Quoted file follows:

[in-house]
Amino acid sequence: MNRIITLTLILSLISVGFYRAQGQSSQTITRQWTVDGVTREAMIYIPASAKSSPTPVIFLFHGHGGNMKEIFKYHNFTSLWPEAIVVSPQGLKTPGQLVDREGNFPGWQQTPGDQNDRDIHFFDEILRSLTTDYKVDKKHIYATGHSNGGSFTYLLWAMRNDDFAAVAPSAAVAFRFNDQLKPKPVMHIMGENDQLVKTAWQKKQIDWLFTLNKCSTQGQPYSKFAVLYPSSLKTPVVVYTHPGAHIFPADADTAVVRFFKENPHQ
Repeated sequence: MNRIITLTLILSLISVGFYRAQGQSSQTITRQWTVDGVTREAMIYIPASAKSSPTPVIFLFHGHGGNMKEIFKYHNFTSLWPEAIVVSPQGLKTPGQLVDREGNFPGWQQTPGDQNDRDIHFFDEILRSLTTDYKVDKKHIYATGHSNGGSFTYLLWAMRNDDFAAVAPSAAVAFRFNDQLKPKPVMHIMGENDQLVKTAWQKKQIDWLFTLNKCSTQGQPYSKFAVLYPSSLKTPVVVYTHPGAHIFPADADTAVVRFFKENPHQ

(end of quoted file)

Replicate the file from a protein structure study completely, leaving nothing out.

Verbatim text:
[in-house]
Amino acid sequence: MNRIITLTLILSLISVGFYRAQGQSSQTITRQWTVDGVTREAMIYIPASAKSSPTPVIFLFHGHGGNMKEIFKYHNFTSLWPEAIVVSPQGLKTPGQLVDREGNFPGWQQTPGDQNDRDIHFFDEILRSLTTDYKVDKKHIYATGHSNGGSFTYLLWAMRNDDFAAVAPSAAVAFRFNDQLKPKPVMHIMGENDQLVKTAWQKKQIDWLFTLNKCSTQGQPYSKFAVLYPSSLKTPVVVYTHPGAHIFPADADTAVVRFFKENPHQ
Repeated sequence: MNRIITLTLILSLISVGFYRAQGQSSQTITRQWTVDGVTREAMIYIPASAKSSPTPVIFLFHGHGGNMKEIFKYHNFTSLWPEAIVVSPQGLKTPGQLVDREGNFPGWQQTPGDQNDRDIHFFDEILRSLTTDYKVDKKHIYATGHSNGGSFTYLLWAMRNDDFAAVAPSAAVAFRFNDQLKPKPVMHIMGENDQLVKTAWQKKQIDWLFTLNKCSTQGQPYSKFAVLYPSSLKTPVVVYTHPGAHIFPADADTAVVRFFKENPHQ